4. The apparatus of claim 1 wherein the previously determined scene lengths for each item of video content in the database are arranged in a temporally consecutive order and the output port further provides information related to a temporal position of the plurality of scene lengths within the plurality of previously determined scene lengths for the identified video content.
5. The apparatus of claim 1 wherein the comparator further comprises:
a first search engine to compare a first scene length from the plurality of scene lengths to the database using a first index that is sorted by scene lengths to select a first plurality of video content in the database; and
a second search engine to compare a second scene length for a consecutively following scene for each of the identified plurality of video content from the database to select a second plurality of video content from the previously selected plurality of video content until a single video content is uniquely selected.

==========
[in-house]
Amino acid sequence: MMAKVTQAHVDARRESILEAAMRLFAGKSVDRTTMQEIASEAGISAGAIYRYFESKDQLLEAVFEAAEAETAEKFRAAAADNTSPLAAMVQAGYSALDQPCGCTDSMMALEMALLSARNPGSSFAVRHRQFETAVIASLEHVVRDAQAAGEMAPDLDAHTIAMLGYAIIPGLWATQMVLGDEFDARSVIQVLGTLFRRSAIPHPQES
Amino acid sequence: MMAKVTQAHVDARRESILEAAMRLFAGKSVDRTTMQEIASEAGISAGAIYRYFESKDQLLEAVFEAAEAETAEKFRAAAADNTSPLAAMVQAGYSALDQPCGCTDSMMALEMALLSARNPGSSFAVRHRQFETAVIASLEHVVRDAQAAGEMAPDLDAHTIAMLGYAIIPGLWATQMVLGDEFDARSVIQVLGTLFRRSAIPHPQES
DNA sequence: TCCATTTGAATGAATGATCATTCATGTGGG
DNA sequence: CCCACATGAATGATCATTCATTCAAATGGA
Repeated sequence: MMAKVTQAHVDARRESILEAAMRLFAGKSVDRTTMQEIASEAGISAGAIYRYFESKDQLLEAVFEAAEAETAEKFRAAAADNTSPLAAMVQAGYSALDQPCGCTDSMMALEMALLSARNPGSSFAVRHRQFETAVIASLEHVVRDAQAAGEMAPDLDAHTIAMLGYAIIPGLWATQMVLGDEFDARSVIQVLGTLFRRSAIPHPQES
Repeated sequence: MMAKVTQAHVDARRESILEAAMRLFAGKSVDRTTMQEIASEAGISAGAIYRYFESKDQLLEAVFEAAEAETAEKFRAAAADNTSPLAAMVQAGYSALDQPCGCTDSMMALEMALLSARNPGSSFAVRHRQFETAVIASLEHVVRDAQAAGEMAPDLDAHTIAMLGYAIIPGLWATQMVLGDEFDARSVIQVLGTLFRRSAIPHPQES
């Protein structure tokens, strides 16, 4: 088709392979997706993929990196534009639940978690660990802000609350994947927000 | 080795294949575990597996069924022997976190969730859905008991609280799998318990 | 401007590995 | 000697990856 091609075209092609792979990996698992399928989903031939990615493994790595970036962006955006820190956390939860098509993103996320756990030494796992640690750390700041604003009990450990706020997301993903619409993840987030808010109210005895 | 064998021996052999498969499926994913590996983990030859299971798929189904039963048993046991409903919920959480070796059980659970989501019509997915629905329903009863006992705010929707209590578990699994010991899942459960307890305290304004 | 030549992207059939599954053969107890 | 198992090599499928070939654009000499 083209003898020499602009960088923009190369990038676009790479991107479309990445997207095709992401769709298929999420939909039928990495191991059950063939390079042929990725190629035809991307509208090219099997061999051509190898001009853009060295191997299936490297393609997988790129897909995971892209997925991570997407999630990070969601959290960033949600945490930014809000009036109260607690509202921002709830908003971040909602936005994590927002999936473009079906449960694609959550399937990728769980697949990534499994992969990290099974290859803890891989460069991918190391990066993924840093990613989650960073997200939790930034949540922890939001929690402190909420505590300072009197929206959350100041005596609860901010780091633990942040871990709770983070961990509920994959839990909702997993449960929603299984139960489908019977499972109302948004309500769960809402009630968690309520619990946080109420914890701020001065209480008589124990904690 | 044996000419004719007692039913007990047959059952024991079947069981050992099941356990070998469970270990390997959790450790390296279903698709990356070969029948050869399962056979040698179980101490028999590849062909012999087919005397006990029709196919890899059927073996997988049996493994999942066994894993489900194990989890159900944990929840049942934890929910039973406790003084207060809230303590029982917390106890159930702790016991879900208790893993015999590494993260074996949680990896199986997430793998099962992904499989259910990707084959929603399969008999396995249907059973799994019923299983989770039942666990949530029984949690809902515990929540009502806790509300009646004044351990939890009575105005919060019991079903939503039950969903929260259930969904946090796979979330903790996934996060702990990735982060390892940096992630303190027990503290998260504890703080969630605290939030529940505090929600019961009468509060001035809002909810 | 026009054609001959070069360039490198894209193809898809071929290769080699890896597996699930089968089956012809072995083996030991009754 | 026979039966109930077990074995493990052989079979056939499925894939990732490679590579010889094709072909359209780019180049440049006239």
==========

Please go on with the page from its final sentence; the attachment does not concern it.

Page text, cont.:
6. The apparatus of claim 5 wherein the output port further provides an indication if no video content is uniquely identified by the plurality of scene lengths.
7. The apparatus of claim 1 wherein the comparator determines a match if a first ratio between a first scene length of the plurality of scene lengths and a scene length from the database is within a first predetermined range and if a second ratio between the plurality of scene lengths after the first scene length and the corresponding scene lengths from the database is substantially the same as the first ratio.
8. The apparatus of claim 1 wherein the comparator includes a digital signal processor to test for autocorrelation between a sequence of scene lengths for the plurality of consecutive scenes and a sequence of previously determined scene lengths for each item of video content in the database.